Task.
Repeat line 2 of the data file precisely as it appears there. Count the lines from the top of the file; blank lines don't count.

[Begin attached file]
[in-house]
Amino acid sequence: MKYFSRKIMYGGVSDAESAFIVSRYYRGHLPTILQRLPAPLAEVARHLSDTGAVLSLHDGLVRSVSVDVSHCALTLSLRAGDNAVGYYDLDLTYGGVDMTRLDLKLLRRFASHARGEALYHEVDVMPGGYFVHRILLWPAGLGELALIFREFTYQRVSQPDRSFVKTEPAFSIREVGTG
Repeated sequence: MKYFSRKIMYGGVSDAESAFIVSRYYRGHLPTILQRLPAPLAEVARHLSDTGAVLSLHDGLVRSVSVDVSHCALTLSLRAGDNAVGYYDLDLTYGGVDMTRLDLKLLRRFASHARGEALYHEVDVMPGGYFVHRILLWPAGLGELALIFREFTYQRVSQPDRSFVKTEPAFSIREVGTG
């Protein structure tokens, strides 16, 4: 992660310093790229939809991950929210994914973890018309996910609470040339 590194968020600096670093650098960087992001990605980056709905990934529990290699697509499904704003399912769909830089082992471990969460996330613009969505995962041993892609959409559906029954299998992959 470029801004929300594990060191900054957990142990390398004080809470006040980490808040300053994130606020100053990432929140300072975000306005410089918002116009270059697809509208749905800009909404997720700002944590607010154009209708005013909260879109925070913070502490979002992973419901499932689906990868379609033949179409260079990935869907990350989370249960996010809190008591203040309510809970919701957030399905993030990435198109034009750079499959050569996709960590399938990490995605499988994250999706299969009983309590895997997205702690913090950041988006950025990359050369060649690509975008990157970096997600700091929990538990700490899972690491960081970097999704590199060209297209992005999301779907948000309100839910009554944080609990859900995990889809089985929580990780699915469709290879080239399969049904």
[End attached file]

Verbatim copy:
Amino acid sequence: MKYFSRKIMYGGVSDAESAFIVSRYYRGHLPTILQRLPAPLAEVARHLSDTGAVLSLHDGLVRSVSVDVSHCALTLSLRAGDNAVGYYDLDLTYGGVDMTRLDLKLLRRFASHARGEALYHEVDVMPGGYFVHRILLWPAGLGELALIFREFTYQRVSQPDRSFVKTEPAFSIREVGTG